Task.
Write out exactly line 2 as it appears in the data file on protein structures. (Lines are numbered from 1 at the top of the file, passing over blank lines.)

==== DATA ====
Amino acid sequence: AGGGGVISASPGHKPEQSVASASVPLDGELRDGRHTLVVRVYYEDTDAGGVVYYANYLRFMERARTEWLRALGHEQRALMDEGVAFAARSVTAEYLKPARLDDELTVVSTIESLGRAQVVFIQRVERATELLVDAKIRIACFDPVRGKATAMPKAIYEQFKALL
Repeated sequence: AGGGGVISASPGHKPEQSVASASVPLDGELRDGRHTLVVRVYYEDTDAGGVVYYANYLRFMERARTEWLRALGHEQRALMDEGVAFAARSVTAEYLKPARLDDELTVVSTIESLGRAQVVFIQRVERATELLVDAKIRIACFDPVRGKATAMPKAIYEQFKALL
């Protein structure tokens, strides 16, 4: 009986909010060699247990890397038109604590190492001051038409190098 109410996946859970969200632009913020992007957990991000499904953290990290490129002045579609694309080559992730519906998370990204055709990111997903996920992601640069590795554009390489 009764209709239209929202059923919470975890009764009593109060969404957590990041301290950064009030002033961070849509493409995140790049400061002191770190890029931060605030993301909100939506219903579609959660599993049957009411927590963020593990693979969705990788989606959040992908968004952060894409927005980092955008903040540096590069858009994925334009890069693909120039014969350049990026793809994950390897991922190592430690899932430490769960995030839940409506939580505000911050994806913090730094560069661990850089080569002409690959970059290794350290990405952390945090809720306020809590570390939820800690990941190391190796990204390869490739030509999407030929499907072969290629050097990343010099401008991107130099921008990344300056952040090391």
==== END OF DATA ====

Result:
Repeated sequence: AGGGGVISASPGHKPEQSVASASVPLDGELRDGRHTLVVRVYYEDTDAGGVVYYANYLRFMERARTEWLRALGHEQRALMDEGVAFAARSVTAEYLKPARLDDELTVVSTIESLGRAQVVFIQRVERATELLVDAKIRIACFDPVRGKATAMPKAIYEQFKALL